When I say that innovators must be omnivores, what I really mean is that they must be both omnivorous readers (not eaters) and people who seek out a wide-range of experience. This is one of the several things I learned at a fascinating lecture by Columbia University Business School professor, William Duggan. Duggan has written Strategic Intuition: The Creative Spark in Human Achievement, in which he explores how the brain achieves insight by combining knowledge and experience in new ways. The central question of Duggan’s work is how do people get really good actionable ideas?
These actionable ideas begin in a flash of insight. Duggan is interested in how the brain achieves that flash of insight. As he pointed out in his lecture, insight most often happens when you least expect it. And, insight rarely occurs on command. Above all, it cannot happen in the absence of certain prerequisites:
1. Knowledge and Experience: If you want to be an innovator, you need to arm yourself with a wide range of knowledge and experience. Furthermore, you need to master at least one discipline. It’s when you apply knowledge or experience from a far-flung field to your own area of expertise that you are more likely to achieve breakthroughs. Duggan was adamant that these required inputs are just as effective when obtained through study as through experience, and gave the example of the 24-year old Napoleon who had an impressive insight into successful military strategic when he was newly-graduated from the military college and lacking in combat experience.
2. A Calm Mind: Insight rarely occurs when you are focused on trying to achieve it. You are more likely to have a flash of insight when you’ve cleared your mind of distractions or are perfectly relaxed. This explains why insights more often than not happen in the shower or during recreational activity rather than in an official brainstorming meeting at work. However, for those truly interested in innovation, Duggan believes that you can increase the opportunities for insight by training in the martial arts, yoga or meditation, because they teach the practitioner the discipline necessary to empty the mind of distractions.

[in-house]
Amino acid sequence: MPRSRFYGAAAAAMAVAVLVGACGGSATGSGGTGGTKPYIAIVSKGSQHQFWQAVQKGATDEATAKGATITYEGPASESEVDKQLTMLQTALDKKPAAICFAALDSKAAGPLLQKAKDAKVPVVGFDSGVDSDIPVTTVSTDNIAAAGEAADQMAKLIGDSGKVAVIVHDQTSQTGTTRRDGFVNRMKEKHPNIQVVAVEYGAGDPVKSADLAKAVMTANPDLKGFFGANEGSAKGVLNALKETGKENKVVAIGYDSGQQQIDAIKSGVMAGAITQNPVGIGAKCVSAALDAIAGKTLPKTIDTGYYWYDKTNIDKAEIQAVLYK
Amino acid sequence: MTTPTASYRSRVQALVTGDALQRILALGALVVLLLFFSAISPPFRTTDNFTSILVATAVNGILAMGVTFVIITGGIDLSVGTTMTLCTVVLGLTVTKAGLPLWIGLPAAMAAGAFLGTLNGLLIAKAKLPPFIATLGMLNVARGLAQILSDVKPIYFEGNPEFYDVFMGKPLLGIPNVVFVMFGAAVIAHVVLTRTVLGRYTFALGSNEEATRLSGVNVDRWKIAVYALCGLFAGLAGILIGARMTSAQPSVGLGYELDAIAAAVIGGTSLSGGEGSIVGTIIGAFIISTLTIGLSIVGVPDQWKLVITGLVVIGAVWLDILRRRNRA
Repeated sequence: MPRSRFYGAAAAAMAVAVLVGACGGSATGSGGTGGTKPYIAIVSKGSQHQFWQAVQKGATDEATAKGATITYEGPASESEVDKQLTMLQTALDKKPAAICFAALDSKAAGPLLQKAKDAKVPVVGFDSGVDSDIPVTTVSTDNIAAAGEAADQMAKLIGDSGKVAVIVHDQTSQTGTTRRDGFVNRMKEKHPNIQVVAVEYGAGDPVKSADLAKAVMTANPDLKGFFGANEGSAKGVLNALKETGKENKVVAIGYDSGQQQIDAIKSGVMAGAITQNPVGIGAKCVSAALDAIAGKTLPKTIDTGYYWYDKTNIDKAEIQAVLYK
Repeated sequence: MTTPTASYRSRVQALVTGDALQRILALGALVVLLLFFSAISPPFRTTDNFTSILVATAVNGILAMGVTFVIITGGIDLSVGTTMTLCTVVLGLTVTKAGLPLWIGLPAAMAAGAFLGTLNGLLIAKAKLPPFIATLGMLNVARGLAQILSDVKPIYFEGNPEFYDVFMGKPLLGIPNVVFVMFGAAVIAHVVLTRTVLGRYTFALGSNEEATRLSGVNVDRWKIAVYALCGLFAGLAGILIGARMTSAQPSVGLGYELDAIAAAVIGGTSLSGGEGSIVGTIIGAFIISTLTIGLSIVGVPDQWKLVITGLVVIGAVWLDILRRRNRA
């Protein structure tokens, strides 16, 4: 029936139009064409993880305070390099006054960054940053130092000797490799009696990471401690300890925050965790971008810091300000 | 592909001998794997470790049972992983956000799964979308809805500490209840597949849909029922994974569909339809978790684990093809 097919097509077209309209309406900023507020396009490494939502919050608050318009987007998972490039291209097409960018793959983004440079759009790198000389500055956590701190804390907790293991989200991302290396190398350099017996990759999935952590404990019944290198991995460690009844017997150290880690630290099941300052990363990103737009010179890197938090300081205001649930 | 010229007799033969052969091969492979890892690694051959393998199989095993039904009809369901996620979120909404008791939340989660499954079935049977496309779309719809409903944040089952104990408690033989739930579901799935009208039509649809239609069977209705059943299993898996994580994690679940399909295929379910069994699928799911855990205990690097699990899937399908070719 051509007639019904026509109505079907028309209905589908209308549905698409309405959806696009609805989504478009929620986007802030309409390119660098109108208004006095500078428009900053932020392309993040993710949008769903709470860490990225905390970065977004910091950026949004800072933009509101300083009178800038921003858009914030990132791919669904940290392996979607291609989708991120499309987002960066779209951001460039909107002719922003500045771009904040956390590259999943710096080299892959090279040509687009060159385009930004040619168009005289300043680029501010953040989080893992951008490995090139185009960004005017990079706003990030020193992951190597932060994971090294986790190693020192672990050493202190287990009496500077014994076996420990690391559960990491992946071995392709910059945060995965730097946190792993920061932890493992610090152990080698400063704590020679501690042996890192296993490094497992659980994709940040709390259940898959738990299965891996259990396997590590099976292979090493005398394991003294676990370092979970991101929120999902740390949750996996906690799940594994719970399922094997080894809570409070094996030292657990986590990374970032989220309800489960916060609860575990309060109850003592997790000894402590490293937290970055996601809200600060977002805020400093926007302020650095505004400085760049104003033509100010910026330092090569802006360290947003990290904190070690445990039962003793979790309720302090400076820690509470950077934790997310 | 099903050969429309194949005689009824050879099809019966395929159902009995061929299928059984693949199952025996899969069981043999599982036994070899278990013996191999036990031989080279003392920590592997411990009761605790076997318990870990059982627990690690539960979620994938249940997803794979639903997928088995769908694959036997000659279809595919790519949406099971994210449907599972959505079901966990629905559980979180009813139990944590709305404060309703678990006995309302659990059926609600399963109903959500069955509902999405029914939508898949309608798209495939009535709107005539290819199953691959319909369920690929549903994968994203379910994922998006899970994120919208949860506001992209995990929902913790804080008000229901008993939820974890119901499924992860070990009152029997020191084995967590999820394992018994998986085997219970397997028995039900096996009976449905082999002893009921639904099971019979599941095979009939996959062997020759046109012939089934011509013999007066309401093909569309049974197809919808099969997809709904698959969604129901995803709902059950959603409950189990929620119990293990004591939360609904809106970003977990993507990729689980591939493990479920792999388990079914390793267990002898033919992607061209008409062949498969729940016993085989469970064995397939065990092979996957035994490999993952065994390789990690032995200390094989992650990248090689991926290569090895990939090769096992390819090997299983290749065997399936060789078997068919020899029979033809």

Once you have the flash of insight, the next critical step in the process of innovation is what Duggan called Resolution, in which you have a complete picture of what needs to be done to put your insight into action and then you do it. This, of course, is where many a good idea dies a premature death. Either you haven’t fully grasped all that is necessary to put your insight into action or you lack the requisite discipline to act.
As with many things in life, persistence pays here. Giving the example of the founders of Google, Duggan pointed out that while they had an important early insight that formed the foundation of what we know today as Google, it wasn’t until later (after many iterations and some dead ends) that Sergey Brinn and Larry Page made the breakthrough that transformed Google from another cool search engine into a truly innovative license to print money.
Duggan’s approach is consistent with that of earlier thinkers (and innovators) such as Louis Pasteur who once famously said “Chance favors the prepared mind.” But Duggan goes one step further: he explicitly says that innovators are thieves. They steal from others, combining what they take in new and different ways to achieve a breakthrough. Citing T.S. Eliot* and using examples as varied as Pablo Picasso, Steve Jobs, Thomas Edison, Henry Ford, Napoleon Bonaparte and Brinn & Page, Duggan explains how they “stole” ideas from others and created something new through their unusual combination of existing elements.
In other words, think of insight as the mashup your brain does that leads to innovation. Best of all, this requires no expensive technology whatsoever.
*For the literary-minded among my readers, here’s the background on the reference to T.S. Eliot, taken from The Sacred Wood:
Immature poets imitate; mature poets steal; bad poets deface what they take, and good poets make it into something better, or at least something different.